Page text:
Google analytic

Thursday, 24 January 2013

How to Learn Photography From The Pictures You See Every Day


Learning photography like all graphic arts is largely the art of learning to see all over again, and in the course of learning to see, you learn the techniques, tips and tricks that allow you to master the art of capturing those unique points of view that are fixed in good and great photographs.
In the course of your life you are exposed to millions of photographs which until you decided to learn photography you took for granted, but which could now become a treasure trove of information that you can use to improve your skills. Studying, not just looking at the photographs you see in newspapers, magazines, books and on the internet, will teach you the language of vision, and the more you apply your critical thinking skills to these studies the better you become at seeing the photographic possibilities when you look in to the camera view finder.
Where to find photographs to study...
Your daily newspaper will contain a full range of photographs from accidents to portraits to sports action. Magazines especially the glossies, even old issues will more than likely have better printed photographs covering genres from food photography to landscapes and even advertising photos. Invest in one or more photo journals. Millions of pictures are posted to the internet everyday in news and other pages and more recently in social media and quite a number of these photos are from very good photographers.
What to look for...
First things first - take a second and even a third look at the photographs that 'catch your eye' so to speak. Try to explain what caught your attention and determine if it is reproducible. Of course if you are not enrolled in a class you'll be reading photography books or taking an Ecourse and learning the technical stuff like composition - the rule of thirds etc; focus - is the picture sharp or blurred and out of focus to catch a particular mood? Colour - is it sharp and not washed out; detail - look for detail where you think it is needed to tell the story; and lighting which very often determines the tone. Do the same thing for some of the bad photographs you come across. You'll find that the more skilled you become the more bad photographs you'll see. Take a note of what makes them bad, so you'll know what not to do.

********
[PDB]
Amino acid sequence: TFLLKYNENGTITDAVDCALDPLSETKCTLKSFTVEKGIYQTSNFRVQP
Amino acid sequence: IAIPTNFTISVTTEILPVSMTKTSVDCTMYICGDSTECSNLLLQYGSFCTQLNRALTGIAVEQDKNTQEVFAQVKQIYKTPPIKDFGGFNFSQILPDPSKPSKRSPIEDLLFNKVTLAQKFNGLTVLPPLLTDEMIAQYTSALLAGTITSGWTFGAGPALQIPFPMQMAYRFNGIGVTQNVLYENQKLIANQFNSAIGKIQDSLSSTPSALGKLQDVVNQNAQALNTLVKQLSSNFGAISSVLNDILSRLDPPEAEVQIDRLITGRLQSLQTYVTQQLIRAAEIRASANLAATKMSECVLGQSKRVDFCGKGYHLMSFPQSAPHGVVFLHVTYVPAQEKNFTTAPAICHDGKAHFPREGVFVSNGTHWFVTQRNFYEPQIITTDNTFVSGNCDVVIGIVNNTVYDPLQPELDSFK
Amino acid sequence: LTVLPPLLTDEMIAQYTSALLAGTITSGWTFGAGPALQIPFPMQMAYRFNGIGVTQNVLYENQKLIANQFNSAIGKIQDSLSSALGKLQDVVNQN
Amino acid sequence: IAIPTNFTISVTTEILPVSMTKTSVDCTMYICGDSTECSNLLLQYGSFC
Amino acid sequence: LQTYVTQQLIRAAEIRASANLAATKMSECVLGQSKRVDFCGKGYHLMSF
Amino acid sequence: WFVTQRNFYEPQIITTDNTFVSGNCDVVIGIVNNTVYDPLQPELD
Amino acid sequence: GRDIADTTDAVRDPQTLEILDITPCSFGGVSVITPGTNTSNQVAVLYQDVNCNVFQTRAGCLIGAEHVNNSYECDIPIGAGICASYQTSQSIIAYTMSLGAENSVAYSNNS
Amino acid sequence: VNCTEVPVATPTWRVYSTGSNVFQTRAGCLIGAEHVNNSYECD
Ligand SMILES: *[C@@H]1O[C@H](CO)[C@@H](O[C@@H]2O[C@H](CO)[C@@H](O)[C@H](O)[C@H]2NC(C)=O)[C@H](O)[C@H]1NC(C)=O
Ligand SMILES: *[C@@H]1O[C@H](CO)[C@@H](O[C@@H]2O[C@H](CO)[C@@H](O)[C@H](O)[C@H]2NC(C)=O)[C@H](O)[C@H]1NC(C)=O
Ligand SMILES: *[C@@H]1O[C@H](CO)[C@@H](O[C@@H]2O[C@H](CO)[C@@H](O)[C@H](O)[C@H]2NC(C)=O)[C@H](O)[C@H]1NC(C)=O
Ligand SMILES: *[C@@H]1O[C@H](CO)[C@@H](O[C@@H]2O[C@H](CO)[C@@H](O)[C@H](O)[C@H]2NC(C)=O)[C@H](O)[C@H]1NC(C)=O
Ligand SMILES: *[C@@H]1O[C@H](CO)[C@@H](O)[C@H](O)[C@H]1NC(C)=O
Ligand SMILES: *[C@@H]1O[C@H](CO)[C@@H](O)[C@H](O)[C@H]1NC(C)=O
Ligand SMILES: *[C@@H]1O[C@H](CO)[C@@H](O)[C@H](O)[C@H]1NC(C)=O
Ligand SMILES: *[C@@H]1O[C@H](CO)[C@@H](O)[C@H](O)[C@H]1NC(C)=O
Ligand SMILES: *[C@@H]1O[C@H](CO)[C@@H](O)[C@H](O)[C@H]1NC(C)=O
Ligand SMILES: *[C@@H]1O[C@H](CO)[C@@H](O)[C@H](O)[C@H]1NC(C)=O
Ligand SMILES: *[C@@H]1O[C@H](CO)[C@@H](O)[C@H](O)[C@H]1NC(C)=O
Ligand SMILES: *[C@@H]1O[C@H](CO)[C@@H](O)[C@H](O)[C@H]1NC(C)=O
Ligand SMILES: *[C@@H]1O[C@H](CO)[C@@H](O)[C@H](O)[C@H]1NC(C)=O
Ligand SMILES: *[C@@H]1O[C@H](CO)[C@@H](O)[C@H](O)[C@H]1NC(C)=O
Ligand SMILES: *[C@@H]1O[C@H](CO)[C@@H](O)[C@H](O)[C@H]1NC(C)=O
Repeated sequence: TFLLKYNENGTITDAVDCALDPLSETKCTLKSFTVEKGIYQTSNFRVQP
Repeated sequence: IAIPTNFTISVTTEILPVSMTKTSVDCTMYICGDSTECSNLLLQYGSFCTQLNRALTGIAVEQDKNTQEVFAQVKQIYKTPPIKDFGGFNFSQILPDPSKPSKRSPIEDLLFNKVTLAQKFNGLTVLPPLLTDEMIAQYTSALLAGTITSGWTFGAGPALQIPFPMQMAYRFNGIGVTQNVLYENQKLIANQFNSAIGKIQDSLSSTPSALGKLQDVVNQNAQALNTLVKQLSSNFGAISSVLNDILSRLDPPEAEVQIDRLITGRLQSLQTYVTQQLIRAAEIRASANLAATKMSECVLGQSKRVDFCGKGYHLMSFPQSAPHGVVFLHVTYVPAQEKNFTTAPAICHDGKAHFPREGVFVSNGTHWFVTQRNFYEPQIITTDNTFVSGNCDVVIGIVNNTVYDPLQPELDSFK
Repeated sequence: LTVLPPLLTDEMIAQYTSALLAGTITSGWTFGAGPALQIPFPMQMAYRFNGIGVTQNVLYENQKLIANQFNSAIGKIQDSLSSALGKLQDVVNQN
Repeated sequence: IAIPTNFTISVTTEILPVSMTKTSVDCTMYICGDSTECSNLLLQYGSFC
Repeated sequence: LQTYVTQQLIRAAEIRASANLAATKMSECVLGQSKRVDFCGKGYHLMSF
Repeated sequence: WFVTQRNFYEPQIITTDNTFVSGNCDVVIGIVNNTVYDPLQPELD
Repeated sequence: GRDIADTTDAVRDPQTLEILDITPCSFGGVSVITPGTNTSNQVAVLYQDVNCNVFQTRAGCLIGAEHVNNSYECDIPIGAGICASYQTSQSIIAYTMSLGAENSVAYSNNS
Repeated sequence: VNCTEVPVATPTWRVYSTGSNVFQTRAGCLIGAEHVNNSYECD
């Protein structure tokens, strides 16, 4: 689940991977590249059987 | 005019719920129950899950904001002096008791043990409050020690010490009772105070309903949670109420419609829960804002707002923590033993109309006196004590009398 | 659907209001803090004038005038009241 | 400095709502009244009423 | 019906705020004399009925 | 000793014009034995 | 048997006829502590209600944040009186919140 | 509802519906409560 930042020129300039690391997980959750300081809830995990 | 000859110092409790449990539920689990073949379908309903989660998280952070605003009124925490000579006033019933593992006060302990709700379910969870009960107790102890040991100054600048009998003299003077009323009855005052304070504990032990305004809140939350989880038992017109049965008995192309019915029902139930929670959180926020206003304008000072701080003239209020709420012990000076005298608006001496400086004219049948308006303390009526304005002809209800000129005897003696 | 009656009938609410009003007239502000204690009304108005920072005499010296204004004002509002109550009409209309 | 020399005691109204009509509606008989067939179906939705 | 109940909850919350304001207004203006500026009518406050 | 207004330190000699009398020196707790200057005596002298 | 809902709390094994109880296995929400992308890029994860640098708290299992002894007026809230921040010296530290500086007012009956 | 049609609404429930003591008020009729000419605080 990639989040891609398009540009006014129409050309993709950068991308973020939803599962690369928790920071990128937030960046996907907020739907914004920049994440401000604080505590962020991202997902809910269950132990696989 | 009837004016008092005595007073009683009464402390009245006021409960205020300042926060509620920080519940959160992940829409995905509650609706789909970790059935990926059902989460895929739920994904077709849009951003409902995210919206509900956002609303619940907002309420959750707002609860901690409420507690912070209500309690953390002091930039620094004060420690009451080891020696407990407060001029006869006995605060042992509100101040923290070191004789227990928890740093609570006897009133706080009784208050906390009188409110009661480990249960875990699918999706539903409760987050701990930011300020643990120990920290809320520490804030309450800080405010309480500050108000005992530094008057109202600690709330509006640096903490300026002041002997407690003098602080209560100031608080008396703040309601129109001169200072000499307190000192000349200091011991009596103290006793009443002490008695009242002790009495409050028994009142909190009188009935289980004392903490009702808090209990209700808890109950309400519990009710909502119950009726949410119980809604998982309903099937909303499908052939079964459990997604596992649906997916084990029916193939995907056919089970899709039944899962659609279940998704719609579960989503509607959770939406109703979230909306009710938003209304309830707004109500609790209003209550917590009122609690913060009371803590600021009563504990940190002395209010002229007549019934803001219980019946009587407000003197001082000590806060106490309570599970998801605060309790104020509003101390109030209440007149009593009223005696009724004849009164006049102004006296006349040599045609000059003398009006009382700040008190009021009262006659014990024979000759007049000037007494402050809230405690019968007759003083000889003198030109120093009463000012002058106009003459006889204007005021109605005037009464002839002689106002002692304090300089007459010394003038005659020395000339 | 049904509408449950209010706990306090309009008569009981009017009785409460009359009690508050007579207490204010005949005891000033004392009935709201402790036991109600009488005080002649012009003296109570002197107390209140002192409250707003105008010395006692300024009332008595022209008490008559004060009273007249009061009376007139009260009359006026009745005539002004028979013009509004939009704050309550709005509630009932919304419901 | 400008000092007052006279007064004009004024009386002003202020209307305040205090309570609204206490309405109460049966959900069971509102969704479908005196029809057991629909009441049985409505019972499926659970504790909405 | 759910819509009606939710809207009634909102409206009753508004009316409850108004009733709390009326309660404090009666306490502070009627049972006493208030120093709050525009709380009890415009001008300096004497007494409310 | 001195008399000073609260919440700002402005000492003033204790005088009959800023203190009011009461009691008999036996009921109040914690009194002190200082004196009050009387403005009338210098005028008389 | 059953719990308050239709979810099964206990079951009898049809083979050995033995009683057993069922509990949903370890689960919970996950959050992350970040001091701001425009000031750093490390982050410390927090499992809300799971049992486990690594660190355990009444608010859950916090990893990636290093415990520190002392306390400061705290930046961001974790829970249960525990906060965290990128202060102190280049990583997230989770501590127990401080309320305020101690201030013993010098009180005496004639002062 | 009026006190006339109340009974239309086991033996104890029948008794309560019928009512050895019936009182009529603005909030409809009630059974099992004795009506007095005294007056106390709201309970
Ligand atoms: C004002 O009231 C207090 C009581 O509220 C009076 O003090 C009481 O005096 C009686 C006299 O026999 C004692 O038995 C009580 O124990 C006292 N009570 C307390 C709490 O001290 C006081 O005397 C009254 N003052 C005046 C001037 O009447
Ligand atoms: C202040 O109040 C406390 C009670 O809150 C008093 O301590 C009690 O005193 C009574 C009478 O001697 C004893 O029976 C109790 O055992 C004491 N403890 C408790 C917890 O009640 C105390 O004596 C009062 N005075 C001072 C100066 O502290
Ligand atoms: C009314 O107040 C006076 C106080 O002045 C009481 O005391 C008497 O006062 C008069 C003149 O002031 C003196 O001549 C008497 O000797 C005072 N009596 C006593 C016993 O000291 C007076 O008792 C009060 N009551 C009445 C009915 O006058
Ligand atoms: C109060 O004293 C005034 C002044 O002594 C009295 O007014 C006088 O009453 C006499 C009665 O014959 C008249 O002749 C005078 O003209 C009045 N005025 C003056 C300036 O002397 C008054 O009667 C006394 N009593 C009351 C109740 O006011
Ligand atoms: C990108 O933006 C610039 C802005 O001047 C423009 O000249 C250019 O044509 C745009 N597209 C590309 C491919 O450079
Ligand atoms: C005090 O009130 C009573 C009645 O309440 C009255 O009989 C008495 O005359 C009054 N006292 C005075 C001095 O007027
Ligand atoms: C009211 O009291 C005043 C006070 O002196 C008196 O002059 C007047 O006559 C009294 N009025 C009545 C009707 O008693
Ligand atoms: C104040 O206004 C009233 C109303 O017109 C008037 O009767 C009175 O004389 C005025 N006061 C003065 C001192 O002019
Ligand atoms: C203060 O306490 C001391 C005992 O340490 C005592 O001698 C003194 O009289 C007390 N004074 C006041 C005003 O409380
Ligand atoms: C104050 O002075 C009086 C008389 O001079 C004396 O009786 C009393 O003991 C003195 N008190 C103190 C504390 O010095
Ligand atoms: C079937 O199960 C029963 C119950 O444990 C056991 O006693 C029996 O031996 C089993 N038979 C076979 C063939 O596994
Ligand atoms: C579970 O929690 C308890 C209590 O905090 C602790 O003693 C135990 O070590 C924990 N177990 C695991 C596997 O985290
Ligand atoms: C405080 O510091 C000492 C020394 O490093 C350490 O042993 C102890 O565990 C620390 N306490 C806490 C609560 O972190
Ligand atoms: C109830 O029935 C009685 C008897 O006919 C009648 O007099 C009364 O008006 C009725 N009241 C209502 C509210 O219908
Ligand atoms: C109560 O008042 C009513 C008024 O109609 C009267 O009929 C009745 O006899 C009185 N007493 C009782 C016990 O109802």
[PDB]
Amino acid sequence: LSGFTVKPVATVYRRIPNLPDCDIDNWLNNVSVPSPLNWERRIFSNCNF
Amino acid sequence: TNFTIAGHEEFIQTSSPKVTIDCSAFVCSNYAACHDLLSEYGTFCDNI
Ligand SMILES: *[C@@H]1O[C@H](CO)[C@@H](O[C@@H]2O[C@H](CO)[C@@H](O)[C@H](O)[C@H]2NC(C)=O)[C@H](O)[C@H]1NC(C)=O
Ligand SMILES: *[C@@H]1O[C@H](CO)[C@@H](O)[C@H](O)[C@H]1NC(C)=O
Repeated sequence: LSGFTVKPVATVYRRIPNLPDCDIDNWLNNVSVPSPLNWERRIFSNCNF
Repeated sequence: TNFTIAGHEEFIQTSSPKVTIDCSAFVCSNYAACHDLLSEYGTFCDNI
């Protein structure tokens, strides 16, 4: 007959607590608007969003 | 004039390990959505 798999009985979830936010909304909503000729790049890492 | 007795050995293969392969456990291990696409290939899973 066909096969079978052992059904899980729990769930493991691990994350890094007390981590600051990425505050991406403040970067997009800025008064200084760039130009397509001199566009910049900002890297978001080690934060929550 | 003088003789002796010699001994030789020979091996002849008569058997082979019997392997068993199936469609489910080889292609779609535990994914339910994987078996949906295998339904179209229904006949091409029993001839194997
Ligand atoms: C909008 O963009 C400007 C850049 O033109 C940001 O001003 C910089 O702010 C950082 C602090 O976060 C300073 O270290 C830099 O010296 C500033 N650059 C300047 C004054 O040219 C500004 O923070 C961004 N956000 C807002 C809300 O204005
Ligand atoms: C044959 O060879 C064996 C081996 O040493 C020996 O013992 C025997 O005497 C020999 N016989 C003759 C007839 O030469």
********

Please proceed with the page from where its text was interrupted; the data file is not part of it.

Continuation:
Here are some tips for improving the learning process. Start a 'swipe file' of photographs that impress you. A 'swipe file' is a collection of photographs that you have studied or intend to study. It could be a collection of clippings in a shoebox or a database on your computer if you are an orderly personality. Make notes on the photographs in your swipe file. Whenever you can find them, note the technical details like lens and shutter speed wherever supplied by the photographer.
What to do...
Take photographs! Take photographs! Take photographs! Try to emulate some of the shots you study. This is easier shooting object still-lifes, landscapes and people who you could pose and light. Using a digital camera you do not have costs for film and developing. Analyze your photographs for the same criteria you studied the samples and take more photographs, take more photographs, take more photographs.
posted by

No comments:

Post a Comment